Guest Author - Debra Kelly
Dogs aren't just pets, they're family. And they're not just a fixture in our daily life, they are our confidants, our moral support and our steadfast rocks. Oftentimes there are events that we would love to include them with, from wedding ceremonies to birthday parties. While bringing your dog along to share in life-changing events like your wedding day might seem like a good idea, it's not a decision that should be made lightly.
While there are undoubtedly a number of dogs that will remain perfectly calm in a crowd of unfamiliar people, that will perform more flawlessly under pressure than a human flower girl and revel in the glory of being fawned over, this isn't a task for every dog. Even a dog that is well-behaved when in the company of a small crowd of familiar friends and family can be overwhelmed by the large number of strangers that will be present at a wedding.
Keep in mind that unless you're having the wedding in your backyard, the territory will also be unfamiliar. Don't expect the dog to walk nicely down the aisle unescorted, when sniffing around and exploring this new place will undoubtedly be much more entertaining. Assigning a handler to walk with the dog can prevent these problems, but make sure the person isn't just comfortable with dogs, but that your dog knows and trusts them.
Beware of potential problems, and keep these in mind when setting up that day. Keep in mind that the dog may be more interested in stopping to eat the flower petals instead of continuing down the aisle, or may be distracted by children reaching out to pet him as he's fulfilling his desired role.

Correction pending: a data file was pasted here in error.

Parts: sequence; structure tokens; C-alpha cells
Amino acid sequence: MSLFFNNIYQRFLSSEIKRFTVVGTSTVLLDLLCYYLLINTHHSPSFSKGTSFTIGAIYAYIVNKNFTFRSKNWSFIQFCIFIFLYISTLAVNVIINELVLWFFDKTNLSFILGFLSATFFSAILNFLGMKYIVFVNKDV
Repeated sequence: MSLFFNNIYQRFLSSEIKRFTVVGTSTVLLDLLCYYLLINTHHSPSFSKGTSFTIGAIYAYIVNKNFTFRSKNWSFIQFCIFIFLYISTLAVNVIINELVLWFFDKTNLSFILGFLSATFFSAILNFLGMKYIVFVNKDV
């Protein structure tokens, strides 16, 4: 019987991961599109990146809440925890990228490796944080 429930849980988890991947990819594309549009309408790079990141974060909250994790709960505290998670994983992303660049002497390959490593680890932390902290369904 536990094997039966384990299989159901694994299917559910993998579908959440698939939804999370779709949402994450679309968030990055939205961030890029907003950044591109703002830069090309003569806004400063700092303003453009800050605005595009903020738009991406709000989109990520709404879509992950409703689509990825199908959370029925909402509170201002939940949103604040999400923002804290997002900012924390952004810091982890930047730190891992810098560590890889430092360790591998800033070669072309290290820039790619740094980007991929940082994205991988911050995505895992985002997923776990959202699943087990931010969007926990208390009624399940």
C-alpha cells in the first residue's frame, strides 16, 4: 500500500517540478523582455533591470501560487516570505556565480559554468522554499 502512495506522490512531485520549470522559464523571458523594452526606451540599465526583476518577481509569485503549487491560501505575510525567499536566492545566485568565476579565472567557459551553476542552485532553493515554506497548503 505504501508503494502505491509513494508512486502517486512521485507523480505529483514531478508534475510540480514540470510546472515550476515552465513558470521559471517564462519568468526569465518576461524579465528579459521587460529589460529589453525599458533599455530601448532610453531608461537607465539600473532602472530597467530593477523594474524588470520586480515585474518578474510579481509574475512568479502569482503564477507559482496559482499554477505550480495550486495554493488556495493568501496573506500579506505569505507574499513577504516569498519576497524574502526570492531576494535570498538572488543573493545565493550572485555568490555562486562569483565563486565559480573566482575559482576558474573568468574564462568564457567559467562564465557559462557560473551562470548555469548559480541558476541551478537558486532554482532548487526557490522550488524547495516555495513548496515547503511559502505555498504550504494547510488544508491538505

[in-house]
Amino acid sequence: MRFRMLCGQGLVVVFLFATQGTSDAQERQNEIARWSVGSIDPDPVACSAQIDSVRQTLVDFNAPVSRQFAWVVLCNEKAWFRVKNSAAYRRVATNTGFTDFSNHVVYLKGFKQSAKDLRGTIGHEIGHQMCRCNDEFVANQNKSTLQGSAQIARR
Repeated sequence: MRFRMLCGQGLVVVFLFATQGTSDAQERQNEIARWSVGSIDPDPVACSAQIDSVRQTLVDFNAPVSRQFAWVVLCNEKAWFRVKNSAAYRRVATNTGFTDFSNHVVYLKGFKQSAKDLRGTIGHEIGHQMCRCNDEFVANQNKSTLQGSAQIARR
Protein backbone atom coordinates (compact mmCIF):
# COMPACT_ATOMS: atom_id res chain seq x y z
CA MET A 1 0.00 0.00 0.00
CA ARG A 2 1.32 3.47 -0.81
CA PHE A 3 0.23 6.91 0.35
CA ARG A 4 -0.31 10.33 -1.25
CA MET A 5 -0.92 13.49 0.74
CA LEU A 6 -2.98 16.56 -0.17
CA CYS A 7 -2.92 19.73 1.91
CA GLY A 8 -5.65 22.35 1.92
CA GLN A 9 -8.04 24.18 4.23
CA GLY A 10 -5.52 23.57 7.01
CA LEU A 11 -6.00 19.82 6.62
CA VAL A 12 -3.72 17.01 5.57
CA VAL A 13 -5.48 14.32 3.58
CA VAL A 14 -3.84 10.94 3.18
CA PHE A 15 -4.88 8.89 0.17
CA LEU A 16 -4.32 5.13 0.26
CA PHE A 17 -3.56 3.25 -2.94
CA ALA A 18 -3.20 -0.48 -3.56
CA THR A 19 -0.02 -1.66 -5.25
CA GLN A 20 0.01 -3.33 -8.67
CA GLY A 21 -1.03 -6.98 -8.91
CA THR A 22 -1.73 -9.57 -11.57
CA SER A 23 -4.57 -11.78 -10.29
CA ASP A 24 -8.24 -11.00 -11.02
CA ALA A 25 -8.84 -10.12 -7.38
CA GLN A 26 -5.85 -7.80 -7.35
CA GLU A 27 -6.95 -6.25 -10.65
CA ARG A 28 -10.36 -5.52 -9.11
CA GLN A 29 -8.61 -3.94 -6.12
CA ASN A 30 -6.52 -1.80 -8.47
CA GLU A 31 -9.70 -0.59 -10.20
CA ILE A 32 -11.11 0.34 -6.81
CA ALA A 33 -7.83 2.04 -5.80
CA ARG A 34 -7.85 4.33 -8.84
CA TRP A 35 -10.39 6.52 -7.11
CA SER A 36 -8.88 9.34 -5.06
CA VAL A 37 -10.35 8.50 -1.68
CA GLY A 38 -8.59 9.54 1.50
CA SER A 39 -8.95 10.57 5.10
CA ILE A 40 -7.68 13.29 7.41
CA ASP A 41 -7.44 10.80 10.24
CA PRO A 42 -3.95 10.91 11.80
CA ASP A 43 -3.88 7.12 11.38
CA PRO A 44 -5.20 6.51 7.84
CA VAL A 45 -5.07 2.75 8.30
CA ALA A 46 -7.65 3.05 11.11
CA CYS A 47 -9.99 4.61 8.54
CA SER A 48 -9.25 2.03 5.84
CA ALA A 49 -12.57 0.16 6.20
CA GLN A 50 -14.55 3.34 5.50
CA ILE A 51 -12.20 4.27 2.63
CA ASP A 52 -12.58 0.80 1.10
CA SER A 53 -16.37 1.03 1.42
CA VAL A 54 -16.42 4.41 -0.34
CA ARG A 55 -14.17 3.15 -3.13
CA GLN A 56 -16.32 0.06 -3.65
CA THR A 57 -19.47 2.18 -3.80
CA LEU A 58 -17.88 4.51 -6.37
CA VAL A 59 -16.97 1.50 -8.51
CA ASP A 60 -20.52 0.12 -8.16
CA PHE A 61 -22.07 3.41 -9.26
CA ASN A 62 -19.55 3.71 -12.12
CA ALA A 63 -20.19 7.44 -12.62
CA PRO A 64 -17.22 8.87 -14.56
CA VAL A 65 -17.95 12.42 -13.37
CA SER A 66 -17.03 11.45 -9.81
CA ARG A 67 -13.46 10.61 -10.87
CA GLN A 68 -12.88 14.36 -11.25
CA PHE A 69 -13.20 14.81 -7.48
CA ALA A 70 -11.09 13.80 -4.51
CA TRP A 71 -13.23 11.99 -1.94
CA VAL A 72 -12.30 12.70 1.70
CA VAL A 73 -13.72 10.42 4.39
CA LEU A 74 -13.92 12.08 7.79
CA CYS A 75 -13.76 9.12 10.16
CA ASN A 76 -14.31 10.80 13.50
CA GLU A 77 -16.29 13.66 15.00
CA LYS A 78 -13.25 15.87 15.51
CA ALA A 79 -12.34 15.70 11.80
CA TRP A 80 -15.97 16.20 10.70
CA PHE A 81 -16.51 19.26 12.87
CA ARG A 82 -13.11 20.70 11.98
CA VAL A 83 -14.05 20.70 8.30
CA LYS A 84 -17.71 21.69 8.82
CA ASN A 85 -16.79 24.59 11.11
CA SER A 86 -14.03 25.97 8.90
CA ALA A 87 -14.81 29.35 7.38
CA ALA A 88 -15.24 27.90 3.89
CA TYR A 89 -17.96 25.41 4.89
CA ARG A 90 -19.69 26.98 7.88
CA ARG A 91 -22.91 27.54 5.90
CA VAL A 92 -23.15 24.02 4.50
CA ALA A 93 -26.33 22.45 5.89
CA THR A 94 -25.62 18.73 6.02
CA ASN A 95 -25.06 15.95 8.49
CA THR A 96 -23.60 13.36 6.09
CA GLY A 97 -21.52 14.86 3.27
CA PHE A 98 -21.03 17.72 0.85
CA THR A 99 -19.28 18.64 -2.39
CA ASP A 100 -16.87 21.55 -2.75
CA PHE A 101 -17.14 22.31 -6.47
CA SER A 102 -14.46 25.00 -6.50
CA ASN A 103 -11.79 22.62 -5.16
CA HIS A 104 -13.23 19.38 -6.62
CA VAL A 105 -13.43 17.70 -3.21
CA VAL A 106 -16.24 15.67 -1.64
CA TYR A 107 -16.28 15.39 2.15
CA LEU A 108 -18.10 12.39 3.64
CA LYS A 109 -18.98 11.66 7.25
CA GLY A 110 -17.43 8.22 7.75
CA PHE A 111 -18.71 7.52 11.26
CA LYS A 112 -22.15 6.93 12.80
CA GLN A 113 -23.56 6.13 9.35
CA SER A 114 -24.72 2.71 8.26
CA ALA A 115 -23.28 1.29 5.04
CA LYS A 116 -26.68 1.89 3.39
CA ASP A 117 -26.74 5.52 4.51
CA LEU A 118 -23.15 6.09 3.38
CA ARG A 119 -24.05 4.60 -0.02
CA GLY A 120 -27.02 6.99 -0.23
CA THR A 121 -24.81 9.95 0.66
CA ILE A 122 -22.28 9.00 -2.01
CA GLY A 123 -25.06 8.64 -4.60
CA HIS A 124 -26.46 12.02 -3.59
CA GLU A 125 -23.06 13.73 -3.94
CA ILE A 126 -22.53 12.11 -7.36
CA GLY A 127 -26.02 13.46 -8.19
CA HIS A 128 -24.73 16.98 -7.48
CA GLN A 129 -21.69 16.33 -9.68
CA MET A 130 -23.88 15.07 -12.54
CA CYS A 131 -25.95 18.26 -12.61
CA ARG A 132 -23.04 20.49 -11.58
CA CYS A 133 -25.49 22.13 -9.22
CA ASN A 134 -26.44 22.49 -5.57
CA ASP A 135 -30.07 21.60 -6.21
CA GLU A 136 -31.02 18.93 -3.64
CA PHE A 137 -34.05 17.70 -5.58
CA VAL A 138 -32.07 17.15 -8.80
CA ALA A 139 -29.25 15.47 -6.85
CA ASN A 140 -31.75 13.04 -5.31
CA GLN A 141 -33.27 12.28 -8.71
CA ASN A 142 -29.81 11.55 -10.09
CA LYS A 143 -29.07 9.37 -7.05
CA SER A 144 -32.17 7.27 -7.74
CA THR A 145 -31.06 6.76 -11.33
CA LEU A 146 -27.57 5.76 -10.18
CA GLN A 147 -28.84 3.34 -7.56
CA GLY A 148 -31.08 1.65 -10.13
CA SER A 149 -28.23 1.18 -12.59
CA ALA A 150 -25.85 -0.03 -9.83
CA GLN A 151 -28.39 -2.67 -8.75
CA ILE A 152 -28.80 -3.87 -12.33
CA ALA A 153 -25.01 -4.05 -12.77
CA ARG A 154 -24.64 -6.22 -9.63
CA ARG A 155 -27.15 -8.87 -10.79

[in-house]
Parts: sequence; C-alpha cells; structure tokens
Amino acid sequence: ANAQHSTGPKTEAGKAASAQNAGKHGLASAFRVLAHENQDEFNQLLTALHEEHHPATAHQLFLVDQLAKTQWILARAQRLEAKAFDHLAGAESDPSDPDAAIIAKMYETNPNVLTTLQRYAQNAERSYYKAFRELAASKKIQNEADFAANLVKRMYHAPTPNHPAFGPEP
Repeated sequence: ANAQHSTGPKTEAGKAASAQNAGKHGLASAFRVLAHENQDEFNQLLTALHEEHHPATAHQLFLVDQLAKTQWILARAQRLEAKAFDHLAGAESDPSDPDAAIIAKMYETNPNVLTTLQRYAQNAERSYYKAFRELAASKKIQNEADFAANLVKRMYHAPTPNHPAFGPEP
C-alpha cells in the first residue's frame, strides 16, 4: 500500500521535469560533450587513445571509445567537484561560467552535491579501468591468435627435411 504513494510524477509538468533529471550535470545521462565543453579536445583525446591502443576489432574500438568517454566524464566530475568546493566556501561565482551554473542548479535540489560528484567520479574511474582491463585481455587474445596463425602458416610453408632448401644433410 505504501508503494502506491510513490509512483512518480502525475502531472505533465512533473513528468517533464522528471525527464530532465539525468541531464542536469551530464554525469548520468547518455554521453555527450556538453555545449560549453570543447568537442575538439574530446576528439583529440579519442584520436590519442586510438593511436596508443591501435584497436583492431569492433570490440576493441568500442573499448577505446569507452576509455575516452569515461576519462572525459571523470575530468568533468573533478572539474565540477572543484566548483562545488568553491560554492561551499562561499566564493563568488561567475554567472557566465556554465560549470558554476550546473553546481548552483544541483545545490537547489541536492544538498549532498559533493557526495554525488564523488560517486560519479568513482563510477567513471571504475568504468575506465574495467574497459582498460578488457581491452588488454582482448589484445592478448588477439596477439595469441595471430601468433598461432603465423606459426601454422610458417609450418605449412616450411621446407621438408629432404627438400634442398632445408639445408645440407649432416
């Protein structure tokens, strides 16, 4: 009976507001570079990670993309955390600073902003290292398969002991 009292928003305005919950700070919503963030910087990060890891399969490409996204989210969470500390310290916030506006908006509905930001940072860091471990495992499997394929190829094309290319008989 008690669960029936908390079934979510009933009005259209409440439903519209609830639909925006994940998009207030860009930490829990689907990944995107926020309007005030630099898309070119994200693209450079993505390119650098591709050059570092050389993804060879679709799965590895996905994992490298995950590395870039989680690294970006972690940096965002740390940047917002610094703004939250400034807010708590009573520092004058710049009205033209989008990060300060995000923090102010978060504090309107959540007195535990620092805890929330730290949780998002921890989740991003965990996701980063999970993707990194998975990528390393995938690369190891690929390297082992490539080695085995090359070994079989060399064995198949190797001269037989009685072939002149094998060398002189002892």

While it might seem like an adorable idea to have your dog carrying a pillow and serving as a ringbearer, there are other ways to allow your pets to be included in the ceremony without the stress of playing that active a role.
Consider including them in the wedding party itself. Hand the leash to a bridesmaid or groomsman, and allow the dog to escort them down the aisle. (This can be particularly effective if there is an odd number of bridesmaids and groomsmen, both preventing one from being unescorted and allowing for the inclusion of a treasured family member that might otherwise be left out.) Or, wait until the receiving line to bring them out. This way, they can greet guests while standing at your side, comfortable in the presence of their people.
There's plenty of planning and work that goes into setting up a wedding, so make obedience training part of that planning. A dog who isn't well-behaved at home can cause havoc at a wedding, and the last thing a bride and groom want on their big day is to have to stop to control an unruly dog.
Just because your dog is a troublemaker who's going to be an insufferable handful or a shy animal who might be petrified by the sheer number of guests doesn't mean he can't be a part of the wedding, but his place might be at home throughout. Make sure he's around before the start of the ceremony, especially if the bride or groom is getting ready at home. Many photographers will start documenting the day first thing in the morning, so there will be plenty of opportunities for photos of the dog with the wedding party. Meet with the photographer ahead of time, and let them know that you want your dog to be included. This is the perfect time to stage some photos; consider getting shots of the dog bringing the bride her garter, or peeking over the counter at the bouquet.
When it comes to including your canine friend in your special day, be sure to think of what's best for him -- and if that means thinking outside the box, it can result in some truly special memories.